There is no valid intellectual debate concerning this issue; logical, moral, or legal.
Abortion on demand is the violent, intentional, destruction of an innocent human life.
People who choose to believe abortion is “okay” are simply asserting a “might makes right” or “will to power” theory of power, which is not justice at all. Justice is based upon natural law, not power and will.
“We hold these truths to be self-evident, that all men are created equal, that they are endowed by their Creator with certain unalienable rights, that among these are life, liberty and the pursuit of happiness.” ~ Declaration of Independence
Life-at-Fertilization Initiative Has Hope In Miss. – Yes, Life Begins at Fertilization http://www.foxnews.com/us/2011/10/17/life-at-fertilization-initiative-has-hope-in-miss/ via @foxnews
“Any victory at the state level would likely be short-lived since a life-at-fertilization amendment would conflict with the U.S. Constitution. Leaders of the movement say their ultimate goal is to provoke a court fight to overturn Roe v. Wade, the 1973 U.S. Supreme Court decision that established a legal right to abortion.”
Life Begins at Fertilization
The following references illustrate the fact that a new human embryo, the starting point for a human life, comes into existence with the formation of the one-celled zygote:
“Development of the embryo begins at Stage 1 when a sperm fertilizes an oocyte and together they form a zygote.”
[England, Marjorie A. Life Before Birth. 2nd ed. England: Mosby-Wolfe, 1996, p.31]
“Human development begins after the union of male and female gametes or germ cells during a process known as fertilization (conception).
“Fertilization is a sequence of events that begins with the contact of a sperm (spermatozoon) with a secondary oocyte (ovum) and ends with the fusion of their pronuclei (the haploid nuclei of the sperm and ovum) and the mingling of their chromosomes to form a new cell. This fertilized ovum, known as a zygote, is a large diploid cell that is the beginning, or primordium, of a human being.”
[Moore, Keith L. Essentials of Human Embryology. Toronto: B.C. Decker Inc, 1988, p.2]
“Embryo: the developing organism from the time of fertilization until significant differentiation has occurred, when the organism becomes known as a fetus.”
[Cloning Human Beings. Report and Recommendations of the National Bioethics Advisory Commission. Rockville, MD: GPO, 1997, Appendix-2.]
“Embryo: An organism in the earliest stage of development; in a man, from the time of conception to the end of the second month in the uterus.”
[Dox, Ida G. et al. The Harper Collins Illustrated Medical Dictionary. New York: Harper Perennial, 1993, p. 146]”Embryo: The early developing fertilized egg that is growing into another individual of the species. In man the term ’embryo’ is usually restricted to the period of development from fertilization until the end of the eighth week of pregnancy.”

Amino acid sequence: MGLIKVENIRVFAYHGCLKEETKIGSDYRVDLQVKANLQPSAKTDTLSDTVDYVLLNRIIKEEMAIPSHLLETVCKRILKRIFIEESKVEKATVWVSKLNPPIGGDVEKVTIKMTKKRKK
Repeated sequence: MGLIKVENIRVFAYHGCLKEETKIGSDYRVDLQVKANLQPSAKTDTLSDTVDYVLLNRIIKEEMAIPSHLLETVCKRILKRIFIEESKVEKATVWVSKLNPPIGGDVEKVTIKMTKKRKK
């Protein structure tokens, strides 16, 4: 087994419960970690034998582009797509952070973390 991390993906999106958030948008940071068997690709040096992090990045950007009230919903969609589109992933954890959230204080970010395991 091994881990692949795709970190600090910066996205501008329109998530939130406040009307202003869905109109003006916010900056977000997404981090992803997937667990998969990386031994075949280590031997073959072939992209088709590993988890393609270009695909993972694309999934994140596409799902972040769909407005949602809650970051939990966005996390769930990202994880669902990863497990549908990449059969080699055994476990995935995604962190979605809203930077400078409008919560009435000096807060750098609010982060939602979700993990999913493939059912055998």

[Walters, William and Singer, Peter (eds.). Test-Tube Babies. Melbourne: Oxford University Press, 1982, p. 160]
“The development of a human being begins with fertilization, a process by which two highly specialized cells, the spermatozoon from the male and the oocyte from the female, unite to give rise to a new organism, the zygote.”
[Langman, Jan. Medical Embryology. 3rd edition. Baltimore: Williams and Wilkins, 1975, p. 3]
“Embryo: The developing individual between the union of the germ cells and the completion of the organs which characterize its body when it becomes a separate organism…. At the moment the sperm cell of the human male meets the ovum of the female and the union results in a fertilized ovum (zygote), a new life has begun…. The term embryo covers the several stages of early development from conception to the ninth or tenth week of life.”
[Considine, Douglas (ed.). Van Nostrand’s Scientific Encyclopedia. 5th edition. New York: Van Nostrand Reinhold Company, 1976, p. 943]
“I would say that among most scientists, the word ’embryo’ includes the time from after fertilization…”
[Dr. John Eppig, Senior Staff Scientist, Jackson Laboratory (Bar Harbor, Maine) and Member of the NIH Human Embryo Research Panel — Panel Transcript, February 2, 1994, p. 31]
“The development of a human begins with fertilization, a process by which the spermatozoon from the male and the oocyte from the female unite to give rise to a new organism, the zygote.”
[Sadler, T.W. Langman’s Medical Embryology. 7th edition. Baltimore: Williams & Wilkins 1995, p. 3]
“The question came up of what is an embryo, when does an embryo exist, when does it occur. I think, as you know, that in development, life is a continuum…. But I think one of the useful definitions that has come out, especially from Germany, has been the stage at which these two nuclei [from sperm and egg] come together and the membranes between the two break down.”
[Jonathan Van Blerkom of University of Colorado, expert witness on human embryology before the NIH Human Embryo Research Panel — Panel Transcript, February 2, 1994, p. 63]
“Zygote. This cell, formed by the union of an ovum and a sperm (Gr. zyg tos, yoked together), represents the beginning of a human being. The common expression ‘fertilized ovum’ refers to the zygote.”
[Moore, Keith L. and Persaud, T.V.N. Before We Are Born: Essentials of Embryology and Birth Defects. 4th edition. Philadelphia: W.B. Saunders Company, 1993, p. 1]
“The chromosomes of the oocyte and sperm are…respectively enclosed within female and male pronuclei. These pronuclei fuse with each other to produce the single, diploid, 2N nucleus of the fertilized zygote. This moment of zygote formation may be taken as the beginning or zero time point of embryonic development.”
[Larsen, William J. Human Embryology. 2nd edition. New York: Churchill Livingstone, 1997, p. 17]
“Although life is a continuous process, fertilization is a critical landmark because, under ordinary circumstances, a new, genetically distinct human organism is thereby formed…. The combination of 23 chromosomes present in each pronucleus results in 46 chromosomes in the zygote. Thus the diploid number is restored and the embryonic genome is formed. The embryo now exists as a genetic unity.”